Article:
6 Beautiful New USPS Forever Stamps

During the World Stamp Show in New York, the USPS issued six beautiful new forever stamps. The stamps bear a design closely resembling the design of six mid-19th century stamps. The USPS is calling the set “Classics Forever”. George Washington is portrayed on three of the stamps, Benjamin Franklin on two, and Abraham Lincoln on one.


The new "Classics Forever" stamps
The beautiful souvenir sheet of “Classics Forever” stamps


Closeup of the "Classics Forever" stamps
A closeup of the stamps


I’ve always loved the look of these classic stamps from the mid 1800’s, so I’m really excited to see them reissued by the USPS.


For those who want all the technical details about these stamps, here you go!


FIRST DAY— June 1, 2016; city— New York, N.Y., and nationwide.

DESIGN: designer, art director and typographer— Antonio Alcala, Alexandria, Va.; modelers—Michelle Finn and Sandra Lane.

PRINTING: process— intaglio, offset;

printer and processor— Banknote Corporation of America, Browns Summit, N.C.;

press— Alprinta 74;

inks— intaglio black, intaglio blue; Pantone Matching System 9180 cream, PMS 4545 beige, PMS 7528 tan, PMS 7530 gray, PMS 488 flesh, warm gray, PMS 8 gray;

paper— phosphor tagged, block tagging;

gum— self-adhesive;

issue quantity— 18 million stamps;

format— pane of six, from 60-subject cylinders;

size— 0.77 inches by 1.05 inches (image); 0.91 inches by 1.19 inches (overall); 4.75 inches by 6.5 inches (full pane); 24.25 inches by 13.125 inches (press sheet);

plate numbers— none;

marginal markings— “Classics Forever,” “The Classic Era” (stamp side); “©2016 USPS,” USPS logo, bar code 586800 in two positions, plate position diagram, promotional text (back side);

USPS item No.— 586804.



Here’s what the original six stamps issued in the mid-19th century look like:


Original 12 Cent Washington Stamp
Washington stamp, first issued in 1851 at 12 cents.


Original 1 Cent Franklin Stamp
Franklin stamp, first issued in 1851 at one cent.


Original 24 Cent Washington Stamp
Washington stamp, first issued in 1860 at 24 cents.


Original 90 Cent Washington Stamp
Washington stamp, first issued in 1860 at 90 cents.


Original 15 Cent Lincoln Stamp
Lincoln stamp, first issued in 1866 at 15 cents.


Original 1 Cent Franklin Stamp
Franklin stamp, first issued in 1861 at one cent.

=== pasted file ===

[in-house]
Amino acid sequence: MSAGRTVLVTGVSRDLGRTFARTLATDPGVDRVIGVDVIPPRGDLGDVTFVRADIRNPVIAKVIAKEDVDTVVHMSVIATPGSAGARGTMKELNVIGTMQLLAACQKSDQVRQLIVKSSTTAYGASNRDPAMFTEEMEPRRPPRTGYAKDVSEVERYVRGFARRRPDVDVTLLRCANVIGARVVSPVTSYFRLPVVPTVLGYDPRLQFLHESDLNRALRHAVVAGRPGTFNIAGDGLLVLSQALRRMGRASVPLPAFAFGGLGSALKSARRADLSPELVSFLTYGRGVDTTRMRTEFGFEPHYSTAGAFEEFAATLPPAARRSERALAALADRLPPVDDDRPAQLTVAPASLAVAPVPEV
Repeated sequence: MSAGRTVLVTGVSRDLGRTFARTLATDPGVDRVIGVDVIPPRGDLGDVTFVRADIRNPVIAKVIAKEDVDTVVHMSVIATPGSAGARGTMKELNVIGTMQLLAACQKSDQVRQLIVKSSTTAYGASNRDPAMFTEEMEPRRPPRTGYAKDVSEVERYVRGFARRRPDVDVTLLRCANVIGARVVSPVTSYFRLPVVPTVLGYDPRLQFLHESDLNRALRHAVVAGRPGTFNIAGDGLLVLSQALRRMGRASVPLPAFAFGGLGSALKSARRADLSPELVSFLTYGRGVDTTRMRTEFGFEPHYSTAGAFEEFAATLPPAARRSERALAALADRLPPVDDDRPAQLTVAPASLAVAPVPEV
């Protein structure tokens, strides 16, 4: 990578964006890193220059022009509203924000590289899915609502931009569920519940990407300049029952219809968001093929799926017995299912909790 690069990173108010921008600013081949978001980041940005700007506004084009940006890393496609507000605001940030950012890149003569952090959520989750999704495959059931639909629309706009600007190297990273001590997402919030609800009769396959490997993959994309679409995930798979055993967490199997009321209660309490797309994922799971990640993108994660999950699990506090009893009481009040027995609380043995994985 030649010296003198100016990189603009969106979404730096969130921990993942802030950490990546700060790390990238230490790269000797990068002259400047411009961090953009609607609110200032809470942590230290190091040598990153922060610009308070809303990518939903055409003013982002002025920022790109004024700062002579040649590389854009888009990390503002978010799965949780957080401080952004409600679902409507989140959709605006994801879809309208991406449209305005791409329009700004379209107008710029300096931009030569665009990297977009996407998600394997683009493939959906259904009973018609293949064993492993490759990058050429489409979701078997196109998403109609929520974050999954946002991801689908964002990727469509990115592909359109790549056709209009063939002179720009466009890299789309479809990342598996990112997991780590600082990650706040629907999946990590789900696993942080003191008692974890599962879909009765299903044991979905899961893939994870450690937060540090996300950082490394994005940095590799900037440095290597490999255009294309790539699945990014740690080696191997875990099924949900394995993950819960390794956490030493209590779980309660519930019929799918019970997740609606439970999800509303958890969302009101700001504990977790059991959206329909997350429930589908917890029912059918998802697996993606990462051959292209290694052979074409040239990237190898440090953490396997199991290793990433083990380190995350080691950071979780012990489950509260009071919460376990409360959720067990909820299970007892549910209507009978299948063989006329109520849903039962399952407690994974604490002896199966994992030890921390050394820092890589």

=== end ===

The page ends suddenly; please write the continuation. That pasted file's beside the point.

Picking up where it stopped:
While writing up this blog post, I got thinking…

How cool would it be to assemble a collection of ALL these stamps, with each stamp design–new and old–placed beside each other? I think that would be awesome, and look really neat. I’m sure I’ll shoot for it someday, when the necessary funds are there. 😉


Meanwhile, might as well pick up a sheet of the “Classics Forever” stamps while they’re still available. Several different sites have them for sale, one being Amazon.com.


Hope you enjoyed reading this post, and feel free to leave a comment below. I’d love to hear from you!


  1. I especially enjoyed this post. To see these beautiful stamps up close was a privilege to see. In fact, I enjoyed your Website very much. I found it fascinating. Perhaps when my financial situation improves, I will look forward to being a stamp collector. Waiting for the show in New York, would be a challenge to wait for the show to arrive again. The pictures were stunning. I got interested in stamp collecting though the plot and mystery of a John D, McDonald novel, which gave much detail explanation on how to evaluate the price of a stamp. Keep up the good work. Thanks for the interesting points you brought out.

    1. Hello Judy,
      Thanks for your comment. A neat thing about stamp collecting is that it’s possible to collect stamps on a very tight budget. Most stamps are common, meaning you can get thousands of different stamps for very little. In fact, there are collections of 1,000+ stamps selling for less than $10 on eBay right now. Though it’s rare to find a valuable stamp in any of these lots, it DOES happen.

      Thankfully there are stamp shows happening all the time, not just world stamp shows going on once a decade. 🙂

      Again, thanks for the comment, and I’m happy you like my site!


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